"Now, what is this site about, how Joe Torre ruined pitchers' arms? Is that it?"
-Michael Kay, August 18, 2009

Wednesday, January 7, 2009

Did Giambi live up to expectations?

Benjamin Hoffman wrote a piece on the Times' Bats blog saying Jason Giambi lived up to expectations.

Hoffman writes:

What that is failing to account for is that Giambi actually did exactly what the Yankees signed him to do. As the face of the Oakland Athletics, Giambi embodied the spirit of patience and power that was lionized in Michael Lewis’s book “Moneyball.” Relying on his ability to draw walks and hit balls over the fence, Giambi won the 2000 American League M.V.P. and was the runner-up in 2001. At that point, no one was complaining about his defense, which was already sub-par.

Over the course of his seven years in New York, Giambi continued to do exactly the same thing. He compiled a .404 on-base percentage (fifth in Yankees history), .521 slugging percentage (seventh in Yankees history) and 209 homers (10th in Yankees history).

Making his home run total more impressive is the fact that he accomplished it in just seven seasons. Of all the storied sluggers in Yankee history, the only players who had that many over a seven-year span were Joe DiMaggio, Lou Gehrig, Mickey Mantle and Babe Ruth.

In the end, his various controversies and his poor fielding may outweigh his power and patience, but Giambi did what he was asked to do. Likely headed back to Oakland, he should go back to being celebrated for his strengths rather than blamed for his weaknesses.
I loved Giambi during his time here. He's a very likable figure and he seems to have a lot of fun playing the game. However, I don't think he lived up to expectations just because he's in the all-time top 10 of many Yankees offensive categories.

Giambi signed a seven-year, $120 million contract with the Yankees to win World Series championships (plural). During his time with the team, he only reached the World Series once. The only other year during his contract the Yankees advanced past the ALDS - 2004 - Giambi didn't play. Is this all his fault? Probably not. But like Alex Rodriguez's failures in the postseason, Giambi's lack of team postseason success will be how he's judged, fairly or unfairly.

He was productive when he was healthy, and helped the Yankees immensely in Game 7 of the 2003 ALCS. He was known as a high batting average, high on-base hitter with Oakland. Steroids or not, he only had one season with a batting average above .300 - his first - with the Yankees. His OPS+ was over 108 in six of his seven seasons, so that should account for something.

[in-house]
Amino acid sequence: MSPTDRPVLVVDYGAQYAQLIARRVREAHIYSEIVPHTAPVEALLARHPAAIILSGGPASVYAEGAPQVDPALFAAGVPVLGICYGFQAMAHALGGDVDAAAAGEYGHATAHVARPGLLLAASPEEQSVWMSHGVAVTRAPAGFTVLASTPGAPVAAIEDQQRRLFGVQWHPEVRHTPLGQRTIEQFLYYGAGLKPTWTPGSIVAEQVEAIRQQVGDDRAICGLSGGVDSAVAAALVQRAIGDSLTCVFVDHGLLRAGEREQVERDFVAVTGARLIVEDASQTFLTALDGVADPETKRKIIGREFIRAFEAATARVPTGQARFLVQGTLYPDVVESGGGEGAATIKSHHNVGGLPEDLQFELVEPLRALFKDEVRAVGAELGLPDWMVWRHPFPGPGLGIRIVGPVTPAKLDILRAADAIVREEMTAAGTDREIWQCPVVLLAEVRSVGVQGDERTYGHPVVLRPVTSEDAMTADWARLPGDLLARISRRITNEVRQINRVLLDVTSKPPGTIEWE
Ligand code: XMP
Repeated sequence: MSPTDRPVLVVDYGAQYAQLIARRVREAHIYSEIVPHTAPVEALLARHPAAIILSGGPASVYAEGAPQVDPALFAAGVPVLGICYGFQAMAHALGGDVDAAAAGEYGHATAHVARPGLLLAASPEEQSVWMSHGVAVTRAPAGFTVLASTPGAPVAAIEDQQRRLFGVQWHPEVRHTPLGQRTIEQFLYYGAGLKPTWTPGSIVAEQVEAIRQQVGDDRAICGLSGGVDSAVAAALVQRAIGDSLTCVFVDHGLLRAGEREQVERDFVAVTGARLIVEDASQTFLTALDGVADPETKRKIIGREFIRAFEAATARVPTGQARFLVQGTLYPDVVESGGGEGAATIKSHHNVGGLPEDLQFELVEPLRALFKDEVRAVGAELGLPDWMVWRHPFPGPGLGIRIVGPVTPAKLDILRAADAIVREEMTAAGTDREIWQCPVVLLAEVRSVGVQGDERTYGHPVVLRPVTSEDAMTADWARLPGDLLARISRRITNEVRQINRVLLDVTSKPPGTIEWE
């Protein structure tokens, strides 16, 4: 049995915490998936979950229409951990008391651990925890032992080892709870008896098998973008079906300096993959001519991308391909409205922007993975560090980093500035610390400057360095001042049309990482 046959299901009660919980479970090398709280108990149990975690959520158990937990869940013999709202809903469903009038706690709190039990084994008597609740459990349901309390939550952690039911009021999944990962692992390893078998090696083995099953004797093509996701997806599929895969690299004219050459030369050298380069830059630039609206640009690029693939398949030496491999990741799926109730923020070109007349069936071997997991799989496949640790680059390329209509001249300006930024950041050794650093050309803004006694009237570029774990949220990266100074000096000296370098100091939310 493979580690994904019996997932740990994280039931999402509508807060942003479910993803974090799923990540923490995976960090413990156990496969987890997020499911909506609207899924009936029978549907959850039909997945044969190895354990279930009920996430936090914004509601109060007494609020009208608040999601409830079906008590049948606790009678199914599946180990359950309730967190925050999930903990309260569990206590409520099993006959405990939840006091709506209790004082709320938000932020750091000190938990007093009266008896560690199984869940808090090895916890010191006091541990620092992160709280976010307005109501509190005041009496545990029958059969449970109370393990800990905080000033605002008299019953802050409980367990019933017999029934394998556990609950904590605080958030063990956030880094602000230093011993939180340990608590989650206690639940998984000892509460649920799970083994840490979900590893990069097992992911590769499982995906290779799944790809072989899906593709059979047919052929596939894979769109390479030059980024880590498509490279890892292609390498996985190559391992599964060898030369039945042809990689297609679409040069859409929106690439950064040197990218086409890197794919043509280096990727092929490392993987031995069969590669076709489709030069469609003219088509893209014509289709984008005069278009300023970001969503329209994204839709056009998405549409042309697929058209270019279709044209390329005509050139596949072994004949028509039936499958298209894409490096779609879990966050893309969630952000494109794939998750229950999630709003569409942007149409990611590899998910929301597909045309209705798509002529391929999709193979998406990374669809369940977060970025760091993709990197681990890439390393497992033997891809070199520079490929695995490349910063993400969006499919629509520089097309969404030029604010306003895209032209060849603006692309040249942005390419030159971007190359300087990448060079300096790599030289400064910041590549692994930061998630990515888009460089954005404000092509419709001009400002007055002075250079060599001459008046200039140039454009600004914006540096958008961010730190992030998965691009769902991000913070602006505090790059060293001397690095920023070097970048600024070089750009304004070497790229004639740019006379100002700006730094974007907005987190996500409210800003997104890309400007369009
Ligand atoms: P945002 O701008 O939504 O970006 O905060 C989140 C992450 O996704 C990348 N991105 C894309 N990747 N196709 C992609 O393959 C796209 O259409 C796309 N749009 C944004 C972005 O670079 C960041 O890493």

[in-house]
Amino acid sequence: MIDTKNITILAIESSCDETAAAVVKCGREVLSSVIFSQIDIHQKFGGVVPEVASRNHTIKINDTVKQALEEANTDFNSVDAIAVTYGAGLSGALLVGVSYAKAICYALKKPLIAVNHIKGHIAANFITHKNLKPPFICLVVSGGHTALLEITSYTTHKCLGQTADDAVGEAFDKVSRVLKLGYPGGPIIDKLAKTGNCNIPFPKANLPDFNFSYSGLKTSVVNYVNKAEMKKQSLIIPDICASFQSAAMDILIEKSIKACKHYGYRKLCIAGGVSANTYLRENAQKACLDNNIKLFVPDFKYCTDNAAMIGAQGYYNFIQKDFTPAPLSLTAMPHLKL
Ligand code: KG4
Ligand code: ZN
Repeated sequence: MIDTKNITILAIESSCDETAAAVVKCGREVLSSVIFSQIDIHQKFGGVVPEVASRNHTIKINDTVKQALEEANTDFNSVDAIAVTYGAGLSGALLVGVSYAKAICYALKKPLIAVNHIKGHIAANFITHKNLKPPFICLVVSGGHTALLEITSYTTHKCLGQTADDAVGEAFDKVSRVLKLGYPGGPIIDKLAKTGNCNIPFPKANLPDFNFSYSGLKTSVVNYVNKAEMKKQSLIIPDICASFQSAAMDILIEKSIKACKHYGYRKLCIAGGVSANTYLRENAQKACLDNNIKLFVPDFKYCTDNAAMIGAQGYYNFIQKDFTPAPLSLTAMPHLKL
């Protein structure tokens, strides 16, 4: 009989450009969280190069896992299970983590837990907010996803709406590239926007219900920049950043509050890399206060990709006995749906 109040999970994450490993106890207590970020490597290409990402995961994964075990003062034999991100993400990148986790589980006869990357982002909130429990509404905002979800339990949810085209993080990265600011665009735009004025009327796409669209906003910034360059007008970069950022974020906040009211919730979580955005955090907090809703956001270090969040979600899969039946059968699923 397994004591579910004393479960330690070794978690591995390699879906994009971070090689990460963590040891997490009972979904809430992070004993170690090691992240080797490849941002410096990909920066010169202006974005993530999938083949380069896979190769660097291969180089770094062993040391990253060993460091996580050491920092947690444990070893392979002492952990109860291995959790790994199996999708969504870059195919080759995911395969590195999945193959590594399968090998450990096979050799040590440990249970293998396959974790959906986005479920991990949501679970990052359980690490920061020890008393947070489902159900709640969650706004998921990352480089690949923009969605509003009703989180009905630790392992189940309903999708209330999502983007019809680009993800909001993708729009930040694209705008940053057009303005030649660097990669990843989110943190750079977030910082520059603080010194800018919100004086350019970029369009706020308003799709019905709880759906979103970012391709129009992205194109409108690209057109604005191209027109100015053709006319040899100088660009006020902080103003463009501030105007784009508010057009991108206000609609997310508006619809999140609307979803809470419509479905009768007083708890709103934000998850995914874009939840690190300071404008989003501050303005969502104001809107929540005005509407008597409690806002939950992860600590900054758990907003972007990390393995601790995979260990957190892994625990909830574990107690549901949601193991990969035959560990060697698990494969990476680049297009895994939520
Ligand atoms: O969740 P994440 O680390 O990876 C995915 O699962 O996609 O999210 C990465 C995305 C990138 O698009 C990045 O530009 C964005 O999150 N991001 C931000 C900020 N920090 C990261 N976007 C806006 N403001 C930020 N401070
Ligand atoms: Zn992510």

However, it all goes back to winning for me, and Giambi's teams only won three playoff series in seven years. He was a good player for the Yankees, and at times was great. If Aaron Boone hits a fly ball in Game 4 of the 2003 World Series, Giambi could very well have a World Series ring. You have to remember, though, that when the Yankees signed Giambi, they reached the World Series five of the previous six years and won four of them.

He came in with high expectations, and now leaves not having reached them. I'm sure if you asked Giambi about his time in New York, he'd be disappointed too.

Now the circle of first baseman life starts all over again. Mark Teixeira will take Giambi's old position and old number. Hopefully these eight years will be different from Giambi's seven.

All of this being said, do you think Giambi lived up to expectations? Let me hear it in the comments.


kongon said...

I had very high expectations when Giambi signed. I remember when he was introduced he was doing the spiel most players did when coming over the Yankees. He waxed poetically about their rich history, that it was great honor to wear pinstripes, etc., etc. And he said how the Yankees don't rebuild, but reload. And who could forget the photo of him looking misty-eyed in pinstripes as he peered out at Yankee Stadium for the upcoming season. He was the one that was supposed to bring the team back to the promise land.

The Yankees and he did have great 2002 season, but winning 103 games has been the kiss of death for them in the past. Giambi no doubt felt the proverbial sting from yet another first round exit, having experienced that many a time when he was with the A's (against the Yankees, to boot!). Unfortunately, Torre's mismanagement of the post season in subsequent years did little to help the cause. As for Giambi, yeah, he did what was needed in game 7 of the '03 ALCS, but that performance was not around other years when it was REALLY needed. That's why they signed him, right?

To me, the only highlight of his career as a Yankee was when he hit that walkoff grand slam against the big, bad Twins in the bottom of the 14th(?).

Patrick said...

For me, it comes back to the numbers. Look at the numbers he put up in his last 2 years in Oakland. Those are the numbers he was paid for. You can't expect those numbers every year, that's unreasonable. Some decline would be OK, but what he did? We didn't sign the .250/.410/.540 guy we ended up with. We signed a .300/.440/.640 guy.

He was a good, valuable player throughout the majority of the contract, but he was paid top dollar and he didn't live up to it. He fell off right away.

Andrew Fletcher said...

Agreed with both thoughts. If only steroid testing came about a few years earlier...

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